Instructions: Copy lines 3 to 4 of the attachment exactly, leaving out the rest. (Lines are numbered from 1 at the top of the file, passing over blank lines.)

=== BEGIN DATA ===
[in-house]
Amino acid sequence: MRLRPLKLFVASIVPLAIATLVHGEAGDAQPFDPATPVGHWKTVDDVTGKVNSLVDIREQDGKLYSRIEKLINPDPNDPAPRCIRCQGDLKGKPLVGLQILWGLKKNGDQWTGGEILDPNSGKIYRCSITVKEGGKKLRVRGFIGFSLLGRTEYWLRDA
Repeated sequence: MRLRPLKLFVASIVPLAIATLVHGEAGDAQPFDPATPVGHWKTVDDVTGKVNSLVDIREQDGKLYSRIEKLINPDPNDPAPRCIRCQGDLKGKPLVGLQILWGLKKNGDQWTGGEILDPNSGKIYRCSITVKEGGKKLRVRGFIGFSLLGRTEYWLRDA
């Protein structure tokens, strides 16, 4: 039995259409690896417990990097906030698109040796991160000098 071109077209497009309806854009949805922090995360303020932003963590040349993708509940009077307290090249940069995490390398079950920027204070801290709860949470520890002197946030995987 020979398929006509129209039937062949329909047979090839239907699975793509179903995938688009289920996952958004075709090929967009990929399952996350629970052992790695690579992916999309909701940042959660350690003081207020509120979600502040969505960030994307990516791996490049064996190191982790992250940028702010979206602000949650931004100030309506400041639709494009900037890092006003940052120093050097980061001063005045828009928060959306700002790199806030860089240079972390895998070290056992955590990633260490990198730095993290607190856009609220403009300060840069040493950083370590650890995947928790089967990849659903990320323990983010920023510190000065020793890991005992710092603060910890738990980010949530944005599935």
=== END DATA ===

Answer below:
Repeated sequence: MRLRPLKLFVASIVPLAIATLVHGEAGDAQPFDPATPVGHWKTVDDVTGKVNSLVDIREQDGKLYSRIEKLINPDPNDPAPRCIRCQGDLKGKPLVGLQILWGLKKNGDQWTGGEILDPNSGKIYRCSITVKEGGKKLRVRGFIGFSLLGRTEYWLRDA
């Protein structure tokens, strides 16, 4: 039995259409690896417990990097906030698109040796991160000098 071109077209497009309806854009949805922090995360303020932003963590040349993708509940009077307290090249940069995490390398079950920027204070801290709860949470520890002197946030995987 020979398929006509129209039937062949329909047979090839239907699975793509179903995938688009289920996952958004075709090929967009990929399952996350629970052992790695690579992916999309909701940042959660350690003081207020509120979600502040969505960030994307990516791996490049064996190191982790992250940028702010979206602000949650931004100030309506400041639709494009900037890092006003940052120093050097980061001063005045828009928060959306700002790199806030860089240079972390895998070290056992955590990633260490990198730095993290607190856009609220403009300060840069040493950083370590650890995947928790089967990849659903990320323990983010920023510190000065020793890991005992710092603060910890738990980010949530944005599935």